Mama died last week. Every conscious minute I spend is in absolute grief. The two days following her death, I was in utter shock. Unbelieving. It catapulted me back to the day Simon was disappeared. A feeling of loss— free floating in an existence that ceased to belong to my body. The best way I can describe it is that moment when someone takes a rug out from under your feet and for an instant your entire being hovers a few inches off of the ground and part of you knows the impact is coming, but in that suspended moment your mind is blank, unable to register exactly what lies in wait when your body will hit the floor. I hit the floor today, once for Mama, and a second time for Simon.
I’ve never mentioned this to anyone, but I cannot bear this image on my own any longer—
I saw Simon’s dead body, Papa, about a month after he was disappeared. His violently mutilated body, washed up, strewn about like an old piece of garbage that someone failed to put in a trash can. His eyes…I don’t know how much of this I can write…It’s so…his eyes, gazing toward the cloudy sky as if looking to alleviate himself from what must have been such a horrible, horrible…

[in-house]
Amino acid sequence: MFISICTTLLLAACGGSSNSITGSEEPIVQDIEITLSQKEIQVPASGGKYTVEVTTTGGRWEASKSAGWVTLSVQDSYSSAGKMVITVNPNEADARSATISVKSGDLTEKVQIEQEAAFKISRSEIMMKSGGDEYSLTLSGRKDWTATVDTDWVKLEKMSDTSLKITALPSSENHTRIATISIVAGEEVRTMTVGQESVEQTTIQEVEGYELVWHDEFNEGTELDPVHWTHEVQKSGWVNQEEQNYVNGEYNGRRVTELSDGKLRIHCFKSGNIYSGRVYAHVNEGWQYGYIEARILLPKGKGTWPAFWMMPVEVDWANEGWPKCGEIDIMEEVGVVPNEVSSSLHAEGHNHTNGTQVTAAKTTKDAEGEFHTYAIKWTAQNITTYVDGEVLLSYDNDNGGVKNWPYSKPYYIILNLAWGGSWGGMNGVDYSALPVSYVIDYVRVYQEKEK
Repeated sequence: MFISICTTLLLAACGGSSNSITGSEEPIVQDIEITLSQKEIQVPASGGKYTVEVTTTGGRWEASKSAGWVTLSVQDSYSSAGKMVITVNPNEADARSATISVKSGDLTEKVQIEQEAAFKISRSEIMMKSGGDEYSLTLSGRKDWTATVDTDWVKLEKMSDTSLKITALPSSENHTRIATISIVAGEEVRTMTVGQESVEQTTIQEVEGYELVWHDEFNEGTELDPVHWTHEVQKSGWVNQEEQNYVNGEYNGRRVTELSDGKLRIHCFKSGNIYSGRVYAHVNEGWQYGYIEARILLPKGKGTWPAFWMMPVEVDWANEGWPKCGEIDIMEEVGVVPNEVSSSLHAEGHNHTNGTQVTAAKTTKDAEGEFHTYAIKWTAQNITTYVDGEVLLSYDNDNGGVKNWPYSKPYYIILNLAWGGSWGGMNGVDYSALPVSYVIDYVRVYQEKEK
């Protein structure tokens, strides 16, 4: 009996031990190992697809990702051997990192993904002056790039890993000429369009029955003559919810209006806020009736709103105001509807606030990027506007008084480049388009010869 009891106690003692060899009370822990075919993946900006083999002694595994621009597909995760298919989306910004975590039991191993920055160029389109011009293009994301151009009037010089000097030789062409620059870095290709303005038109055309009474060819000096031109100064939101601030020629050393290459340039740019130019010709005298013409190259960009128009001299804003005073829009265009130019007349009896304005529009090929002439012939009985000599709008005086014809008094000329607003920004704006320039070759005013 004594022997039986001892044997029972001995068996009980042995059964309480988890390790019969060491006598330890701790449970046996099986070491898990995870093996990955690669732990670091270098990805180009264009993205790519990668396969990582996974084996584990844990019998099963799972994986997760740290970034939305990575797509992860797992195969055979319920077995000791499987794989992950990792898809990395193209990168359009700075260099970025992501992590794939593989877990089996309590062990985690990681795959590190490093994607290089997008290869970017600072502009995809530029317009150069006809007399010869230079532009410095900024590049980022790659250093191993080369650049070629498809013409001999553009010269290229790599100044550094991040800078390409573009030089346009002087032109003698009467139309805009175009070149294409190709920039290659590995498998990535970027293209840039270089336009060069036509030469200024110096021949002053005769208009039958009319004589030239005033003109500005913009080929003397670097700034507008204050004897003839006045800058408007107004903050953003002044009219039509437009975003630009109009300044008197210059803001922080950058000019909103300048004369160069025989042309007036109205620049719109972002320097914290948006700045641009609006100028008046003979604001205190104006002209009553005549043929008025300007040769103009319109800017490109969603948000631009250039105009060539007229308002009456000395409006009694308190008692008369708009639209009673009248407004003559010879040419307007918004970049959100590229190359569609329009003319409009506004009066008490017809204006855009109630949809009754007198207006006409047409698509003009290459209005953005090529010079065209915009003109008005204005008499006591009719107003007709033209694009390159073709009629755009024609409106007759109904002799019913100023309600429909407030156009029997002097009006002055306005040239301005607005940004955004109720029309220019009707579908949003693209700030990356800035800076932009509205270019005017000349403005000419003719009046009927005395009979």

I can’t make it any further. I’m truly at a loss for words. Memories have such a way of engulfing the present moment. They entrap me in rage, hatred, and sadness. For many years I’ve been fueling this into my work. I don’t know if I ever told you what I’ve become, Papa. I took over Martina’s small restaurant. So, I make empanadas, day after day. It’s rhythmic and soothing. I like to think the empanadas provide some pockets of comfort for those who come in to eat them, especially during these dismal years. I still remember the day Martina told me I had a knack for making them. She said I put some ingredient of myself into the dough that people could appreciate, a comforting warmth. She told me she thought it was hope. Back then, I scoffed. But, now, I like to think she may have been right.
The air is buzzing with energetic undertones. More and more of the working class is coming together in opposition after the plunge that the economy took a few years back. Good one, Pinochet, way to put those Chicago Boys to work… I’ve started a communal bakery at Martina’s on Tuesday and Thursday nights as a means of organizing the people in the neighborhood around grassroots opposition to get us out of this authoritarian nightmare. I’m surprised and incredibly pleased at how many people have been coming out to the meetings as of late. There are so many young people. And women too. There is one woman, Clara, who is quite beautiful. Her skin glows with the essence of a natural leader. Strong and stubborn, the younger women look up to her very much, I can tell. Mama would be proud to see to all the young girls. I lead with her spirit. I think it will help me deal with her absence. And I think that’s what she would have wanted too.
Much love, your son,
Joaquin Oliveras Vidal